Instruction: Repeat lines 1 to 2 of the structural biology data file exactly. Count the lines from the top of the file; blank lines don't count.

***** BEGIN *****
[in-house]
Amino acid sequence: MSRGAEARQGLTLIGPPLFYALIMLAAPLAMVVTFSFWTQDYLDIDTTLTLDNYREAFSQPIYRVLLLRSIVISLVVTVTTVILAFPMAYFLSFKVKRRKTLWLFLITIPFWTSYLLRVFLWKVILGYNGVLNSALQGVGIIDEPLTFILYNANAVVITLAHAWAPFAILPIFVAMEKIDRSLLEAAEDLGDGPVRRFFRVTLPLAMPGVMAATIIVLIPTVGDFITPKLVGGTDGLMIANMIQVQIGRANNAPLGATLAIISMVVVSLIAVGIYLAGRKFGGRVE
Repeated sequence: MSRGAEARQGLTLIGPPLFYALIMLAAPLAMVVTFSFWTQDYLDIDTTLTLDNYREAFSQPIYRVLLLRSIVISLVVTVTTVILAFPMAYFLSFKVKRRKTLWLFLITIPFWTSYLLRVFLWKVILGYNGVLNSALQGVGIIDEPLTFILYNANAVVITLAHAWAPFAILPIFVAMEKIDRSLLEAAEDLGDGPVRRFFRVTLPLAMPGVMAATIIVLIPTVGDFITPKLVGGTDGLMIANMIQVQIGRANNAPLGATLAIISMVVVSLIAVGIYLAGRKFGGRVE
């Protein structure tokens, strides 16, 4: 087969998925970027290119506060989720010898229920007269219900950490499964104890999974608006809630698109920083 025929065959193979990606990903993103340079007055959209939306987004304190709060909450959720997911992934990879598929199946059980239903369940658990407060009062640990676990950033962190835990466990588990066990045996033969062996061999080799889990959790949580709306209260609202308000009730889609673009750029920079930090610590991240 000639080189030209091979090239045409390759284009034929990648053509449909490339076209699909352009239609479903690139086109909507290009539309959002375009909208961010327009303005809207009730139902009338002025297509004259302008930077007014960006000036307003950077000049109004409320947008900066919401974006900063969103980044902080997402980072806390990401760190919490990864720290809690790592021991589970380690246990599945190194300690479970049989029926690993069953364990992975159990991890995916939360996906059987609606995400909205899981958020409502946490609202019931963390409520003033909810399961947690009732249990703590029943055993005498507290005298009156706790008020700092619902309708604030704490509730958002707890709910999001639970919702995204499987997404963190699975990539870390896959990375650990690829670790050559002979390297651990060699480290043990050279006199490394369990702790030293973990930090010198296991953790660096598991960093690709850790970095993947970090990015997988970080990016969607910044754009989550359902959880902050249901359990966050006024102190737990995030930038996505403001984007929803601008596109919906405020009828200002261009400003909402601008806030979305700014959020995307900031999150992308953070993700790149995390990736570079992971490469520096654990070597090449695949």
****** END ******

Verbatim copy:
[in-house]
Amino acid sequence: MSRGAEARQGLTLIGPPLFYALIMLAAPLAMVVTFSFWTQDYLDIDTTLTLDNYREAFSQPIYRVLLLRSIVISLVVTVTTVILAFPMAYFLSFKVKRRKTLWLFLITIPFWTSYLLRVFLWKVILGYNGVLNSALQGVGIIDEPLTFILYNANAVVITLAHAWAPFAILPIFVAMEKIDRSLLEAAEDLGDGPVRRFFRVTLPLAMPGVMAATIIVLIPTVGDFITPKLVGGTDGLMIANMIQVQIGRANNAPLGATLAIISMVVVSLIAVGIYLAGRKFGGRVE